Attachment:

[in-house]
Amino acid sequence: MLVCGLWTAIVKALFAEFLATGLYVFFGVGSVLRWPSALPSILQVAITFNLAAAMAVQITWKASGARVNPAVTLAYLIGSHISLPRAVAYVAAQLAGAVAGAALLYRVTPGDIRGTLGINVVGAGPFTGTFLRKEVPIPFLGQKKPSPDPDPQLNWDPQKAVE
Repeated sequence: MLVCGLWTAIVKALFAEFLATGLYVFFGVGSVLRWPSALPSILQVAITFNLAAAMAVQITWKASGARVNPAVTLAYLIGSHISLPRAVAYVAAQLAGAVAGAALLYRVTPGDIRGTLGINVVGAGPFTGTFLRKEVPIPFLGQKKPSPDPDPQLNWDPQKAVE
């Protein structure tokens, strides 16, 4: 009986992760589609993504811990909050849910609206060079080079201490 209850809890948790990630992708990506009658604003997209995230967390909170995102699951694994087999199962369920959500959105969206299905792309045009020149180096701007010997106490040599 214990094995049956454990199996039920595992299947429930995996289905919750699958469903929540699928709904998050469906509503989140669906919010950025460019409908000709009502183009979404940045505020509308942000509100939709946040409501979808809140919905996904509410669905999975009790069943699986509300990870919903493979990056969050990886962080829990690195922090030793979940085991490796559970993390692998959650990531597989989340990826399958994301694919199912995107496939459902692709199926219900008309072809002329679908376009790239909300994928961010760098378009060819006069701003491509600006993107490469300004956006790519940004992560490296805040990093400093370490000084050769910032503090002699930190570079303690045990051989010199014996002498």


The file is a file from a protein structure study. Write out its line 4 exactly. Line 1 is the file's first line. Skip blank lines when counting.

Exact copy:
């Protein structure tokens, strides 16, 4: 009986992760589609993504811990909050849910609206060079080079201490 209850809890948790990630992708990506009658604003997209995230967390909170995102699951694994087999199962369920959500959105969206299905792309045009020149180096701007010997106490040599 214990094995049956454990199996039920595992299947429930995996289905919750699958469903929540699928709904998050469906509503989140669906919010950025460019409908000709009502183009979404940045505020509308942000509100939709946040409501979808809140919905996904509410669905999975009790069943699986509300990870919903493979990056969050990886962080829990690195922090030793979940085991490796559970993390692998959650990531597989989340990826399958994301694919199912995107496939459902692709199926219900008309072809002329679908376009790239909300994928961010760098378009060819006069701003491509600006993107490469300004956006790519940004992560490296805040990093400093370490000084050769910032503090002699930190570079303690045990051989010199014996002498």